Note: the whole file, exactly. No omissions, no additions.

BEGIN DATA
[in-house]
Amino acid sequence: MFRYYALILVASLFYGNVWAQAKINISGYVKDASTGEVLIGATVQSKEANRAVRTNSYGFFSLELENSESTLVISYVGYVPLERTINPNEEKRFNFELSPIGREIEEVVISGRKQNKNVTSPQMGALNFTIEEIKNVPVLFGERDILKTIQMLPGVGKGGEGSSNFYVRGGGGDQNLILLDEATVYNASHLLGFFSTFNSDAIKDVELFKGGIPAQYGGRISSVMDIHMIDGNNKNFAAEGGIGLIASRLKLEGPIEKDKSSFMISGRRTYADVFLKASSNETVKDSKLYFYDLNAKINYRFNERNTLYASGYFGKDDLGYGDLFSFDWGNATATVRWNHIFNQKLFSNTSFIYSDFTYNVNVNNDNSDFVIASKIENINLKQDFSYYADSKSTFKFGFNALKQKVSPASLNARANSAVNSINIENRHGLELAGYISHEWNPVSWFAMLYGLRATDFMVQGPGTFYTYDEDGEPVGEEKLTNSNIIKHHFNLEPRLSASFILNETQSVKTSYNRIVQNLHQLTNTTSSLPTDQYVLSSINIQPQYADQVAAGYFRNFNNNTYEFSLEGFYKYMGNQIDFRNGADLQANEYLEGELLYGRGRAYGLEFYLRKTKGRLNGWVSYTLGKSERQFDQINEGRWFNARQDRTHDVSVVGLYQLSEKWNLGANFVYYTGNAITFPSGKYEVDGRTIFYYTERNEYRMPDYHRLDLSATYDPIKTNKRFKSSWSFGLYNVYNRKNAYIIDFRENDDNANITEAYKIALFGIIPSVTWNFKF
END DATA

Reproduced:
[in-house]
Amino acid sequence: MFRYYALILVASLFYGNVWAQAKINISGYVKDASTGEVLIGATVQSKEANRAVRTNSYGFFSLELENSESTLVISYVGYVPLERTINPNEEKRFNFELSPIGREIEEVVISGRKQNKNVTSPQMGALNFTIEEIKNVPVLFGERDILKTIQMLPGVGKGGEGSSNFYVRGGGGDQNLILLDEATVYNASHLLGFFSTFNSDAIKDVELFKGGIPAQYGGRISSVMDIHMIDGNNKNFAAEGGIGLIASRLKLEGPIEKDKSSFMISGRRTYADVFLKASSNETVKDSKLYFYDLNAKINYRFNERNTLYASGYFGKDDLGYGDLFSFDWGNATATVRWNHIFNQKLFSNTSFIYSDFTYNVNVNNDNSDFVIASKIENINLKQDFSYYADSKSTFKFGFNALKQKVSPASLNARANSAVNSINIENRHGLELAGYISHEWNPVSWFAMLYGLRATDFMVQGPGTFYTYDEDGEPVGEEKLTNSNIIKHHFNLEPRLSASFILNETQSVKTSYNRIVQNLHQLTNTTSSLPTDQYVLSSINIQPQYADQVAAGYFRNFNNNTYEFSLEGFYKYMGNQIDFRNGADLQANEYLEGELLYGRGRAYGLEFYLRKTKGRLNGWVSYTLGKSERQFDQINEGRWFNARQDRTHDVSVVGLYQLSEKWNLGANFVYYTGNAITFPSGKYEVDGRTIFYYTERNEYRMPDYHRLDLSATYDPIKTNKRFKSSWSFGLYNVYNRKNAYIIDFRENDDNANITEAYKIALFGIIPSVTWNFKF